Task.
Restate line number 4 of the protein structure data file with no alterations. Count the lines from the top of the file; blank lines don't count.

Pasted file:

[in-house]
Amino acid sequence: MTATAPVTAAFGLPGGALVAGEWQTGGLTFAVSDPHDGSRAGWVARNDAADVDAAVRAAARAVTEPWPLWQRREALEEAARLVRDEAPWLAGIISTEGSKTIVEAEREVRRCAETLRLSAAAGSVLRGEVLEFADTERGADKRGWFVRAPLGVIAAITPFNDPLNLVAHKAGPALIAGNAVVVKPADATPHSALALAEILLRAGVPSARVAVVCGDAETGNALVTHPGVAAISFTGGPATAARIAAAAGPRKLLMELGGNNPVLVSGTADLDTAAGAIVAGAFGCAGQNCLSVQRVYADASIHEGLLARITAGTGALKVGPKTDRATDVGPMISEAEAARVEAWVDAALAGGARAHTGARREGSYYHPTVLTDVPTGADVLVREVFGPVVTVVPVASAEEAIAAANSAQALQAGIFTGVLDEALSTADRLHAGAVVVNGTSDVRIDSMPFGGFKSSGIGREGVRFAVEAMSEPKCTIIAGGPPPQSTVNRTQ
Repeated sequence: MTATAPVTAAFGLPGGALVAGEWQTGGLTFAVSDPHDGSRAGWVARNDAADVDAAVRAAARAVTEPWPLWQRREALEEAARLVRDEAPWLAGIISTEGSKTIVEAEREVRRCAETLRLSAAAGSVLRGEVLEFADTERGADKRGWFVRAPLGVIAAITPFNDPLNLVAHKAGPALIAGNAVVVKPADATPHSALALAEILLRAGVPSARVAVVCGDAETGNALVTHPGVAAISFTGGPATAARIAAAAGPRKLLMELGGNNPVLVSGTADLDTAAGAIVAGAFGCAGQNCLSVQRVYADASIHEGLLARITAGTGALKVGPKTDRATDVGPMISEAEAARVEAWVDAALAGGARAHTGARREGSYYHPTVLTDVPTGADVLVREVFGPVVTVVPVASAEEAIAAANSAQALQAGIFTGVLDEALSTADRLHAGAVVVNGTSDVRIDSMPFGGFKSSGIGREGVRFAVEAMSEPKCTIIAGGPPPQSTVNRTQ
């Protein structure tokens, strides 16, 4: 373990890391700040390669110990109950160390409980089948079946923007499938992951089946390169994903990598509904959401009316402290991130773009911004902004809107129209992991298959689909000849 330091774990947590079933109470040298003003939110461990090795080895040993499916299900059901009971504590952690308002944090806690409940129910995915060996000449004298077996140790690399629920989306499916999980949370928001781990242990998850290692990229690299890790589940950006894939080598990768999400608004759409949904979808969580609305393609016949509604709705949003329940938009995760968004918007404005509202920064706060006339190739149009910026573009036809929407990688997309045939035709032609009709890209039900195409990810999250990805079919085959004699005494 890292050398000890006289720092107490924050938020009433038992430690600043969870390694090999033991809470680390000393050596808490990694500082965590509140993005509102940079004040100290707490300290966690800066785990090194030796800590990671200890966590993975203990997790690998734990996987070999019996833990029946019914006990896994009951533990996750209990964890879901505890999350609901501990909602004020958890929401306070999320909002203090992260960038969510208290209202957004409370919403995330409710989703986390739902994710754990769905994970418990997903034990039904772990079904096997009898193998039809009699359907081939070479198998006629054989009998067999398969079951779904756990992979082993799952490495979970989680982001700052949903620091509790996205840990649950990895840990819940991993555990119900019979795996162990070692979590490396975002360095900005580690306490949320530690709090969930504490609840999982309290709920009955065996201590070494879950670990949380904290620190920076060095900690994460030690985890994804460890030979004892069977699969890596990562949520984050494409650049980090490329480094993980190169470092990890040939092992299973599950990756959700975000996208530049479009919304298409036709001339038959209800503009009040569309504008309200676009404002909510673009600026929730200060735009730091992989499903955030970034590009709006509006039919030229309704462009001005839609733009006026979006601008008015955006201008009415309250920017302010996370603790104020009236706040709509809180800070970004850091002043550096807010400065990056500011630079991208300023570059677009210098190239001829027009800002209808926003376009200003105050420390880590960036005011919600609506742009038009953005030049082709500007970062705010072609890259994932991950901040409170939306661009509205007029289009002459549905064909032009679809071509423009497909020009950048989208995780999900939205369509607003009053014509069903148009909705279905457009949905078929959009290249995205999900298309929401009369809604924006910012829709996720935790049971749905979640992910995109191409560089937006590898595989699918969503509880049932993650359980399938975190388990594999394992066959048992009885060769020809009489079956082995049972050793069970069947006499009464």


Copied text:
């Protein structure tokens, strides 16, 4: 373990890391700040390669110990109950160390409980089948079946923007499938992951089946390169994903990598509904959401009316402290991130773009911004902004809107129209992991298959689909000849 330091774990947590079933109470040298003003939110461990090795080895040993499916299900059901009971504590952690308002944090806690409940129910995915060996000449004298077996140790690399629920989306499916999980949370928001781990242990998850290692990229690299890790589940950006894939080598990768999400608004759409949904979808969580609305393609016949509604709705949003329940938009995760968004918007404005509202920064706060006339190739149009910026573009036809929407990688997309045939035709032609009709890209039900195409990810999250990805079919085959004699005494 890292050398000890006289720092107490924050938020009433038992430690600043969870390694090999033991809470680390000393050596808490990694500082965590509140993005509102940079004040100290707490300290966690800066785990090194030796800590990671200890966590993975203990997790690998734990996987070999019996833990029946019914006990896994009951533990996750209990964890879901505890999350609901501990909602004020958890929401306070999320909002203090992260960038969510208290209202957004409370919403995330409710989703986390739902994710754990769905994970418990997903034990039904772990079904096997009898193998039809009699359907081939070479198998006629054989009998067999398969079951779904756990992979082993799952490495979970989680982001700052949903620091509790996205840990649950990895840990819940991993555990119900019979795996162990070692979590490396975002360095900005580690306490949320530690709090969930504490609840999982309290709920009955065996201590070494879950670990949380904290620190920076060095900690994460030690985890994804460890030979004892069977699969890596990562949520984050494409650049980090490329480094993980190169470092990890040939092992299973599950990756959700975000996208530049479009919304298409036709001339038959209800503009009040569309504008309200676009404002909510673009600026929730200060735009730091992989499903955030970034590009709006509006039919030229309704462009001005839609733009006026979006601008008015955006201008009415309250920017302010996370603790104020009236706040709509809180800070970004850091002043550096807010400065990056500011630079991208300023570059677009210098190239001829027009800002209808926003376009200003105050420390880590960036005011919600609506742009038009953005030049082709500007970062705010072609890259994932991950901040409170939306661009509205007029289009002459549905064909032009679809071509423009497909020009950048989208995780999900939205369509607003009053014509069903148009909705279905457009949905078929959009290249995205999900298309929401009369809604924006910012829709996720935790049971749905979640992910995109191409560089937006590898595989699918969503509880049932993650359980399938975190388990594999394992066959048992009885060769020809009489079956082995049972050793069970069947006499009464």